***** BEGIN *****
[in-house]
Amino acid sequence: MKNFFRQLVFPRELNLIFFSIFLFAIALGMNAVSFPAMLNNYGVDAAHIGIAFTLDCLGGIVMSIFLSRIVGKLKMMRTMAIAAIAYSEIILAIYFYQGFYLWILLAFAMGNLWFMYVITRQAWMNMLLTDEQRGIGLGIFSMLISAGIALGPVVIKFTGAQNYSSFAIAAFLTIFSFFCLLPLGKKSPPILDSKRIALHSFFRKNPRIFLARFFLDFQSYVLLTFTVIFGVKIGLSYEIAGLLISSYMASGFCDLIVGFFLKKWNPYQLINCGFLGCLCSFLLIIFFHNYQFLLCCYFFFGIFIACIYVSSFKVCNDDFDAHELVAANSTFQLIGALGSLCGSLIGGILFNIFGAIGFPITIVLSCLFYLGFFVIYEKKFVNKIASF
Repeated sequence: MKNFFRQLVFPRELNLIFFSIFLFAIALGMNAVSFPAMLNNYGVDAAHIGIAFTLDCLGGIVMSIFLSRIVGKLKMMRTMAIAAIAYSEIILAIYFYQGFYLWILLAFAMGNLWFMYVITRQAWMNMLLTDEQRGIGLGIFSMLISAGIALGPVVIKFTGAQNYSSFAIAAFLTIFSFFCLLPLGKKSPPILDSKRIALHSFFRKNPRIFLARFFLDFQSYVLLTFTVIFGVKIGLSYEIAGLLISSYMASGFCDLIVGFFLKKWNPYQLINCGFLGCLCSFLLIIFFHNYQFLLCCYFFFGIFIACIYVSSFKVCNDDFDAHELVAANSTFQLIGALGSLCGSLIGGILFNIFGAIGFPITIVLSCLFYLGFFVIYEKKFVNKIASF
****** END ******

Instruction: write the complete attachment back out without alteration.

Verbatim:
[in-house]
Amino acid sequence: MKNFFRQLVFPRELNLIFFSIFLFAIALGMNAVSFPAMLNNYGVDAAHIGIAFTLDCLGGIVMSIFLSRIVGKLKMMRTMAIAAIAYSEIILAIYFYQGFYLWILLAFAMGNLWFMYVITRQAWMNMLLTDEQRGIGLGIFSMLISAGIALGPVVIKFTGAQNYSSFAIAAFLTIFSFFCLLPLGKKSPPILDSKRIALHSFFRKNPRIFLARFFLDFQSYVLLTFTVIFGVKIGLSYEIAGLLISSYMASGFCDLIVGFFLKKWNPYQLINCGFLGCLCSFLLIIFFHNYQFLLCCYFFFGIFIACIYVSSFKVCNDDFDAHELVAANSTFQLIGALGSLCGSLIGGILFNIFGAIGFPITIVLSCLFYLGFFVIYEKKFVNKIASF
Repeated sequence: MKNFFRQLVFPRELNLIFFSIFLFAIALGMNAVSFPAMLNNYGVDAAHIGIAFTLDCLGGIVMSIFLSRIVGKLKMMRTMAIAAIAYSEIILAIYFYQGFYLWILLAFAMGNLWFMYVITRQAWMNMLLTDEQRGIGLGIFSMLISAGIALGPVVIKFTGAQNYSSFAIAAFLTIFSFFCLLPLGKKSPPILDSKRIALHSFFRKNPRIFLARFFLDFQSYVLLTFTVIFGVKIGLSYEIAGLLISSYMASGFCDLIVGFFLKKWNPYQLINCGFLGCLCSFLLIIFFHNYQFLLCCYFFFGIFIACIYVSSFKVCNDDFDAHELVAANSTFQLIGALGSLCGSLIGGILFNIFGAIGFPITIVLSCLFYLGFFVIYEKKFVNKIASF